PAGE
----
To overcome the problems associated with changeover, star wheels have been provided with spring-biased arms located in each of the transfer pockets. The spring-biased arms pivot from the leading edge of each transfer pocket backward toward the trailing edge. As a result, the arm engages the sidewall of the container forcing it backward against the trailing end of the transfer pocket allowing a single star wheel to accommodate various size containers.
However, when the spring-biased arm forces the container backward in the transfer pocket, it also shifts the filler neck of the container backward. This backward shift of the container throws off the timing of the system causing the neck opening of smaller containers to arrive at the filling or capping station later in the packaging machine's timing cycle. Timing errors can result in drips, spills, broken filler nozzles, and crossthreaded or uncapped containers.
In addition, smaller size containers are inadequately supported when they are transferred through the corridor between the star wheel assemblies and the centerguide assembly. The fixed spacing between the star wheels and centerguide assembly is designed to accommodate the largest diameter container accepted by the star wheels. As a result, when smaller sized containers are conveyed through the corridor they do not contact the centerguide assembly. Because the container is not supported on both sides, it may float out of the transfer pockets or even tip over spilling the contents and potentially blocking the corridor.
In an attempt to overcome the problems associated with a fixed width corridor, the centerguide assembly has been provided with a spring-biased arm pivotally attached to the centerguide at the trailing end of the corridor. The spring-biased arm contacts the sidewall of the container urging it backward in the transfer pockets to ensure that the container is properly aligned as it reaches the packaging machine. The spring-biased arm only contacts the container at the end of the corridor. As a result, the container is free to float or tip throughout most of the corridor.
The aforementioned problems are overcome by the present invention which provides an adjustable star and guide assembly that includes adjustable star wheels each having coaxial upper and lower wheels that are radially shiftable with respect to one another to vary the size of the transfer pocket. The present invention also provides an adjustable centerguide assembly having front and back portions that move toward and away from each other to extend and retract a pair of siderails.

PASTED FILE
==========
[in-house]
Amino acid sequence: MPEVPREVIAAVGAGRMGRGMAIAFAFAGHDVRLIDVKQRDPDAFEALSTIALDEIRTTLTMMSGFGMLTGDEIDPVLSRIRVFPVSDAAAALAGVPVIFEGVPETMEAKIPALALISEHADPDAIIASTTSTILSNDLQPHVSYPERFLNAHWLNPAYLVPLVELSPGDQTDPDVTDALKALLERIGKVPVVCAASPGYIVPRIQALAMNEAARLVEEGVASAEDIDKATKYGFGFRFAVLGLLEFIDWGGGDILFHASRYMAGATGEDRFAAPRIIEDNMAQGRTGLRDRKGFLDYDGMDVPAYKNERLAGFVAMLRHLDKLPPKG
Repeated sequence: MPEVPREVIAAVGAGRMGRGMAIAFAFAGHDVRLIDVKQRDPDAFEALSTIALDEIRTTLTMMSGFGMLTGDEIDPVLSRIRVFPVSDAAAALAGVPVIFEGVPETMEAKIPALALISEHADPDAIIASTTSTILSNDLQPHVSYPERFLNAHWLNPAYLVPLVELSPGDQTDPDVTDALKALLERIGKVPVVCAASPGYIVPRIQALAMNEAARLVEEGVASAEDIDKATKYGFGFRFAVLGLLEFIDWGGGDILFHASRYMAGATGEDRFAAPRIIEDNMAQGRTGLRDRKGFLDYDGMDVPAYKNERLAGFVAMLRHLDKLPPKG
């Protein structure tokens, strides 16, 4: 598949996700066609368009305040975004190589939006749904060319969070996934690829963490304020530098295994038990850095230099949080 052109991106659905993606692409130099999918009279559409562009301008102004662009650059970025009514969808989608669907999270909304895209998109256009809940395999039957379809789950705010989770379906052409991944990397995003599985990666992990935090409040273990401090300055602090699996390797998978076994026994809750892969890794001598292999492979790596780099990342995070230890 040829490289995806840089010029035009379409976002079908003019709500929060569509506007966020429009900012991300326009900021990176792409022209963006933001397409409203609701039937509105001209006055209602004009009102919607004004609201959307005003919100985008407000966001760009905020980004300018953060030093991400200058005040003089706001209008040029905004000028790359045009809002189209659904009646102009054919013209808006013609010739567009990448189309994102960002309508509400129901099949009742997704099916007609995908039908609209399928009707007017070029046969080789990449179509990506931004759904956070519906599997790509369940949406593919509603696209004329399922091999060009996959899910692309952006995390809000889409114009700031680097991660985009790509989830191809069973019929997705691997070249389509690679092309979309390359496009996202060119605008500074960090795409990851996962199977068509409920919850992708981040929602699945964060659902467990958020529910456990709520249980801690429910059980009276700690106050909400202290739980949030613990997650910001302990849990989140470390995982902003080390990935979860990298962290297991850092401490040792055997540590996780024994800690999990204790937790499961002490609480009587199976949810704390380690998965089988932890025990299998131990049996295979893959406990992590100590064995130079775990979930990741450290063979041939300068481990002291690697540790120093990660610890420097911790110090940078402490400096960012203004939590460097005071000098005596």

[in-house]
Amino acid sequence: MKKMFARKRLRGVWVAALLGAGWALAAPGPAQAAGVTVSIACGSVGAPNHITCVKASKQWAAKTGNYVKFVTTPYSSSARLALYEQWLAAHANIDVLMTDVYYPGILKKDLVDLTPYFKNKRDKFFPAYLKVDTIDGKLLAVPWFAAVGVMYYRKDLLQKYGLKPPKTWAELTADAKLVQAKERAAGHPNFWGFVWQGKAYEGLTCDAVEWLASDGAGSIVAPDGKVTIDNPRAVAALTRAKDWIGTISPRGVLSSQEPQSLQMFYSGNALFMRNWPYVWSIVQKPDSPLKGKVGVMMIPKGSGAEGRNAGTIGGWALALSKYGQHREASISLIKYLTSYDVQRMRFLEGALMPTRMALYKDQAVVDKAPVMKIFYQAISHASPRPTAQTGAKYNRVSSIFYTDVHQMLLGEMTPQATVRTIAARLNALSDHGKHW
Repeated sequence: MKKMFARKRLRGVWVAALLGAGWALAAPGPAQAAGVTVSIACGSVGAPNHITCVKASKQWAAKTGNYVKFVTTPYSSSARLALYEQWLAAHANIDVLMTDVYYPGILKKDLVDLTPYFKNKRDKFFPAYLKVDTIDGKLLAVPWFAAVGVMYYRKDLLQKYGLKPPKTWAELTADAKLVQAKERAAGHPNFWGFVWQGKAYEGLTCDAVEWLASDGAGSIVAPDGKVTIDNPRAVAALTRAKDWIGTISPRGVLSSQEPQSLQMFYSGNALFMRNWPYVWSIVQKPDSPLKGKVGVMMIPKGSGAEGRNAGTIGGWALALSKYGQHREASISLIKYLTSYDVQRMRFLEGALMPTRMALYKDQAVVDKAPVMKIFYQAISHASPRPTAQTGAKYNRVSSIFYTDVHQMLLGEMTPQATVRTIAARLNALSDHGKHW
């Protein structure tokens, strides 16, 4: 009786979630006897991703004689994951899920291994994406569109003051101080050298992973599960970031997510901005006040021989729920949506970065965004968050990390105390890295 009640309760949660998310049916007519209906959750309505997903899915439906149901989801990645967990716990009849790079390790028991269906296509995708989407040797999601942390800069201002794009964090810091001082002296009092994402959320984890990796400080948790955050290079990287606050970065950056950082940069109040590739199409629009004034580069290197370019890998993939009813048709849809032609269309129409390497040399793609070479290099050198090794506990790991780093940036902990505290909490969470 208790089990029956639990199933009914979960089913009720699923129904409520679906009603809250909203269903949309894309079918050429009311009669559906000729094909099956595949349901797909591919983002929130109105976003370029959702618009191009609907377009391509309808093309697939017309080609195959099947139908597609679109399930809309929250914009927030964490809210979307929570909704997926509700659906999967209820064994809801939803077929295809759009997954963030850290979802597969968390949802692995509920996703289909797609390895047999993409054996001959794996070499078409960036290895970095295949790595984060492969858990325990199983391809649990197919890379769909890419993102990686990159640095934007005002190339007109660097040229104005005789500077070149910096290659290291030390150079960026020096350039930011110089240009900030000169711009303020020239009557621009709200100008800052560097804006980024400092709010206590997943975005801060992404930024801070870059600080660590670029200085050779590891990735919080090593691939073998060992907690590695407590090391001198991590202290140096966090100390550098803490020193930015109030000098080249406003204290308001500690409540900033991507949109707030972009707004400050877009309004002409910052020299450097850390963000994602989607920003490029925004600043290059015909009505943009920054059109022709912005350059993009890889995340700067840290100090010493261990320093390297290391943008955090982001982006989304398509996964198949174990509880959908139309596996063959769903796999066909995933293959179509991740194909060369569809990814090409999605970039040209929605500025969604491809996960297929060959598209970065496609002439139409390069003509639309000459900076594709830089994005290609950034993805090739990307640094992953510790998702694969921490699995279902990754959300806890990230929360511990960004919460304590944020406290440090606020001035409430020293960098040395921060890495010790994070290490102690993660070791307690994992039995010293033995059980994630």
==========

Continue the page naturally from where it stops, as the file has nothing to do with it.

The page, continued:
In general, the present invention includes a pair of star wheel assemblies located on opposite sides of a centerguide assembly. The star wheel assemblies each include top and bottom star wheel decks that correspond to conventional top and bottom star wheels. Each star wheel deck includes upper and lower coaxial star wheels each having a series of cutouts. The cutouts of the upper star wheel overlap and cooperate with the cutouts of the lower star wheel to define the transfer pockets. The size and shape of the transfer pockets is varied by rotating the upper and lower star wheels with respect to each other.
The centerguide assembly includes a pair of siderails extending between movable front and back centerguide portions. The siderails are slide mounted to opposite centerguide portions by bolts extending through oppositely skewed slots so that the siderails extend and retract as the centerguide portions are moved toward and away from each other, respectively.
The present invention provides a simple and effective adjustable star and guide conveyor system. The size of the transfer pockets is readily adjusted to accommodate containers of various shapes and sizes. Likewise, the width of the corridor between the star wheels and centerguide assembly is readily adjusted to support various size and shape containers throughout the entire corridor. The overlapping arrangement of the star wheel cutouts maintains a consistent centerline for various size containers thereby eliminating the need to re-time the system during changeover.
These and other objects, advantages, and features of the invention will be more readily understood and appreciated by reference to the detailed description of the preferred embodiment and the drawings.
FIG. 1 is a top plan view of a container handling system incorporating a star and guide conveyor according to the present invention;
FIG. 2 is a side elevational view of the star and guide conveyor;
FIG. 3 is an exploded perspective view of the star wheel assembly;